Golden secret unearthed from Roman city's ruins 'I have never been as thrilled' by a find, says UM professor leading dig in Israel

July 01, 1993|By Doug Struck | Doug Struck,Jerusalem Bureau

CAESAREA, Israel -- Stare for long at the blue sea here with Kenneth Holum, and you will find yourself in the past.

The University of Maryland professor will take you back 1,600 years, back to a great city on the eastern shore of the Mediterranean, an important outpost of the Roman Empire. This is Caesarea, pride of Herod the Great, provincial capital for the Holy Land.

In A.D. 400 -- four centuries after Herod built it -- the city is comparatively quiet. It is no longer vogue to throw Christians to the lions in the amphitheater, and the sweeping invasion by Muslims -- and brutal reprisals of the Crusaders -- are yet to engulf the city. The rats with bubonic plague have not yet arrived.

Large sailing vessels seek Caesarea's harbor. The city bustles with traders, sailors, government officials, pilgrims and slaves, mingling on broad, columned streets. Small factories make farm tools and pottery. Wagers are made on the next chariot race at the hippodrome.

In a villa in the northern sprawl of the city, someone seeks to keep a quiet secret. He -- or she -- digs beneath the mosaic floor of the house, to hide a makeshift stone container. It is a fine house, but it is no mansion, not a palace that hints of the secret in the container.

The secret would be kept long after its owner died, long after the great city died around it.

The secret would be kept until last week.

"The students doing the excavation put a hand in the box expecting seeds or something. They pulled it out and had gold coins," said Olin Storvick, a Concordia (Minn.) College professor supervising the archaeological excavation under Dr. Holum. "Obviously, they put another hand in."

In all, they found 99 gold coins in the box, a discovery that now has the academicians blinking into televisions lights and posing for the news cameras as they explain the find.

"Archaeologically, there are other finds more important, other things that you might learn more from," said Dr. Holum, an associate professor of history at College Park and an expert on the decline of Roman cities.

But it is hard to retain academic coolness in the face of a gold treasure. He admits it: "I have never been as thrilled by a single find."

The University of Maryland has been helping Dr. Holum, students and other faculty dig into the archaeology of Caesarea since 1978. It is the co-sponsor, with the University of Haifa, of one of the three major excavation projects now going on at the site.

Other U.S. universities also send staff and students each summer. Six of Mr. Storvick's students from Concordia College uncovered the stone box and its hoard of coins.

They have returned to the United States. Their discovery came on the day before they finished a four-week stint digging under the hot Mediterranean sun.

Better than fiction

"It was something special for those kids. You couldn't have written a novel to work out better," said Aaron Levin, a Baltimorean spending two months at Caesarea as official photographer of the excavation.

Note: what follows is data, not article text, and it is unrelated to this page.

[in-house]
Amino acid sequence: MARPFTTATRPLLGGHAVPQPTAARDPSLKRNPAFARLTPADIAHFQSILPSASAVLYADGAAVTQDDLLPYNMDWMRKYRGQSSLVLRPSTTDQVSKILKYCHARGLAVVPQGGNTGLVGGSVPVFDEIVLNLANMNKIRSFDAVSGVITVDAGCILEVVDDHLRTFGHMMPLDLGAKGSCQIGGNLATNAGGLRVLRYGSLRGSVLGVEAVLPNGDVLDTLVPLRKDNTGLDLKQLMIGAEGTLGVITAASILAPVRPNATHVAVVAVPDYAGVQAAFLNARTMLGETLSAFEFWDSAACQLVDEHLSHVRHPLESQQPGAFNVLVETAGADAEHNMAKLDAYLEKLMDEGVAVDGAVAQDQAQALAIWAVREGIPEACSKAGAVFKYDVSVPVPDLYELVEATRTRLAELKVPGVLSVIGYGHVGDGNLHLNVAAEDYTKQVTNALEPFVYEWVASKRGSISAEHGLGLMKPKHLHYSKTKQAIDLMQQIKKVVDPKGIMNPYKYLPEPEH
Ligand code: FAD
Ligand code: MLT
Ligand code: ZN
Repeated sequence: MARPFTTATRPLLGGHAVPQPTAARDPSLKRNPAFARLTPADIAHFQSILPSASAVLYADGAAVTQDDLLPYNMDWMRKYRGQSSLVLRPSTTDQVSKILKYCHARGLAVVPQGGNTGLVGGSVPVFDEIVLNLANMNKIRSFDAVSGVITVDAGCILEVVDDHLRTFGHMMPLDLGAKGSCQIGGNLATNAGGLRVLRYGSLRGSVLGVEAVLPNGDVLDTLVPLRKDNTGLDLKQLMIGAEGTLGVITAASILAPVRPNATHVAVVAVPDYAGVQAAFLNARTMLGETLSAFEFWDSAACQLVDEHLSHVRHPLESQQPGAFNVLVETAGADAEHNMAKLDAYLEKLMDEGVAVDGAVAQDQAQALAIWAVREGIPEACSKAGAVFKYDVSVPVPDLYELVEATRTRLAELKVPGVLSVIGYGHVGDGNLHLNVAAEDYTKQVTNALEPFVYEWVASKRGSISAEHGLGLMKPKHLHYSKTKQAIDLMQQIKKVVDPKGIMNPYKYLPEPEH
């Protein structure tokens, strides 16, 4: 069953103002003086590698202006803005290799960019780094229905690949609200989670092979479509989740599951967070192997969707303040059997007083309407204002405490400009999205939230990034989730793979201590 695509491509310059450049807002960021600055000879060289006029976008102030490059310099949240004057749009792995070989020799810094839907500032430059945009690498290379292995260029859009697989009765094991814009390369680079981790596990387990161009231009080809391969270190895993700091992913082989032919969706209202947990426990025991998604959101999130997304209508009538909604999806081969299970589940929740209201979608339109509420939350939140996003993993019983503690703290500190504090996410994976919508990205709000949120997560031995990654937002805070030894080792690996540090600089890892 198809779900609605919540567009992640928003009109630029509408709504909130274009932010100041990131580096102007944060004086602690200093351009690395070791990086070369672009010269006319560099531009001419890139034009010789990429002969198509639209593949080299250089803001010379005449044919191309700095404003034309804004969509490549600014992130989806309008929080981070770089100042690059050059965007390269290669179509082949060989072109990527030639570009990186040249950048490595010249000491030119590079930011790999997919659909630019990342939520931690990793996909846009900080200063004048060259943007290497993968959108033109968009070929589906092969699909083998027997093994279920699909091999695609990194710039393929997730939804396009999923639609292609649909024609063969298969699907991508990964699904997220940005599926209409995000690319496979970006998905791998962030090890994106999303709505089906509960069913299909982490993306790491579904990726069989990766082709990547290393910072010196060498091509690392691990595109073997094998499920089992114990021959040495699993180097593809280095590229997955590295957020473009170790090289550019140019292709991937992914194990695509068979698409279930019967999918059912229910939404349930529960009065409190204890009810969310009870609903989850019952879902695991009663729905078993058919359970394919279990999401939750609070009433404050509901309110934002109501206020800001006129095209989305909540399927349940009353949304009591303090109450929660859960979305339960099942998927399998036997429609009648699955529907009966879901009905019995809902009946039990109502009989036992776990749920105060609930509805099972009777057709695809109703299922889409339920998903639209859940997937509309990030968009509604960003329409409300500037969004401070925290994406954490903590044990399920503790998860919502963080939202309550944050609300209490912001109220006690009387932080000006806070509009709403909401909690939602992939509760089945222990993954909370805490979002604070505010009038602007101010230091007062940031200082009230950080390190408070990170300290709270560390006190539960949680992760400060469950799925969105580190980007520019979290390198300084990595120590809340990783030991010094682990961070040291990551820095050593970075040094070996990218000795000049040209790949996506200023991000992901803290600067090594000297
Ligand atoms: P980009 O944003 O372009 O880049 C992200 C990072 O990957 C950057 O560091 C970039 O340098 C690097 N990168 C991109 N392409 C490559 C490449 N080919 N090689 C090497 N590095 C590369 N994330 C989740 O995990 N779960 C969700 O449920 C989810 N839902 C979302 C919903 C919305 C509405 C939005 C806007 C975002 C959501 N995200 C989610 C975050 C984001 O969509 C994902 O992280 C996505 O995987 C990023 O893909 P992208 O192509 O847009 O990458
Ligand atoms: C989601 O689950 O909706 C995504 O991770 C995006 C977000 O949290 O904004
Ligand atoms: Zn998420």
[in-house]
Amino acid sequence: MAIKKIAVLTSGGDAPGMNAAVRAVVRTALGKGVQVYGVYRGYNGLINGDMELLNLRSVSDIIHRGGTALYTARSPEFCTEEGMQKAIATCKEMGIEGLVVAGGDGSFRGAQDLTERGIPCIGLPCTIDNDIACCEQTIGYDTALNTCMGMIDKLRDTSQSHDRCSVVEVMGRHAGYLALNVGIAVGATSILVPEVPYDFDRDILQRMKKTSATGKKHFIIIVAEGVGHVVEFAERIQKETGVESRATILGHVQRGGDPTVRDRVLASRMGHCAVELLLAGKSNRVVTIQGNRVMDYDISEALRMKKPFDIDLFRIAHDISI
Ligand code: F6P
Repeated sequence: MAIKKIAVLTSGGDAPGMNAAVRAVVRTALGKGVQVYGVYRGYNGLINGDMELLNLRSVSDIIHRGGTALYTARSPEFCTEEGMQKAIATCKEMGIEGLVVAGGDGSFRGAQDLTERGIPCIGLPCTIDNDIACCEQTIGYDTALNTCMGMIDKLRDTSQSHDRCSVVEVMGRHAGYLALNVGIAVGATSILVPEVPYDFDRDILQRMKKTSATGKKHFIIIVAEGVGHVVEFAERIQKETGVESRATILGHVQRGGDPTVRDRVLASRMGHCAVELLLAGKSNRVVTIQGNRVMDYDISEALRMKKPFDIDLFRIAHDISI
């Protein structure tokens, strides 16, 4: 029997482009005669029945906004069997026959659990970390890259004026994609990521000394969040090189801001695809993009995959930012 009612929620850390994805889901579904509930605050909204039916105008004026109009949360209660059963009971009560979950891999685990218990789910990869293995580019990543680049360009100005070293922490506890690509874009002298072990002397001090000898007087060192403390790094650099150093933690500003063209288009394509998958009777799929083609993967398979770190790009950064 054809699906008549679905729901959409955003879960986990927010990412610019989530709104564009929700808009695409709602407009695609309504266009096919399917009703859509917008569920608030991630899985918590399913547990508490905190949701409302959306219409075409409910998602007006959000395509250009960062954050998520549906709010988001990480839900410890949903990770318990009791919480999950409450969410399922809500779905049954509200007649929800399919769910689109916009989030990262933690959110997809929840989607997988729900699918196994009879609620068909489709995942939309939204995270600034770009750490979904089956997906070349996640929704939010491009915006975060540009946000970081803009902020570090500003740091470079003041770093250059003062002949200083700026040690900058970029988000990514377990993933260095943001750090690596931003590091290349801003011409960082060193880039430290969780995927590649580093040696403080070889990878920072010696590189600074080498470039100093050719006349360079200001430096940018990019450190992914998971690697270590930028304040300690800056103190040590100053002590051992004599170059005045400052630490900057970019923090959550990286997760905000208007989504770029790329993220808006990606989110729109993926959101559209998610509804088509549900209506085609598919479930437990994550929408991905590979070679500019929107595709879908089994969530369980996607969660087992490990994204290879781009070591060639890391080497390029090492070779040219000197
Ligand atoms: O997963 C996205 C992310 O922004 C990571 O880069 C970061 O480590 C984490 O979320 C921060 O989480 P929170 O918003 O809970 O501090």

Most of the students' finds are not so flashy. But Caesarea is good place to work, said Dr. Holum, who comes from Silver Spring to spend each summer in Israel overseeing the project.

"In antiquity, it must have been a pretty spectacular place," he said. "It's a major research opportunity for faculty and students."

Testament to this is that volunteers pay $350 a week for their room, board and the privilege of scraping the dirt. The "dig" draws a mix of serious archaeology students and others who just want the experience or fun of a working vacation in the sun.

"There's a purpose to this. You know that you have a lot of sand and dirt, but under it there is something," said Adam Zolot, 24, a student at the University of Colorado, as he swept a mosaic floor uncovered yesterday.

"There's a lot of enjoyment in discovery," said Ryan Heilman, 20, of Gardenville in Baltimore.

The senior at UMBC had been digging down beside a stone wall when he found the mosaic. "I never expected it. You look for something, and you find something completely different."

The volunteers live in dormitories near the Caesarea ruins, 30 miles north of Tel Aviv, and there is a youthful camp spirit about the work.

"Sure, it's a blast," said John Wallrodt, 27, of Arbutus, a senior in ancient history at UMBC. "You get up at 4:45 a.m. You're out here at first daylight and work till lunchtime. They you take a swim in the Mediterranean, clean some pottery. You get a great sunset at dinner, and a history lecture and maybe a few beers at the 'beach club' at night."

Histories intersect

The volunteers leave with deep tans and some good memories, while Dr. Holum and the other faculty members try to make sense out of what has been uncovered each summer.

Caesarea is particularly confusing for archaeologists, said Dr. Holum, because of the many layers of history there.

The port was founded by Phoenicians, and then became a great Roman city with a stunning spurt of building by Herod two decades before Jesus.

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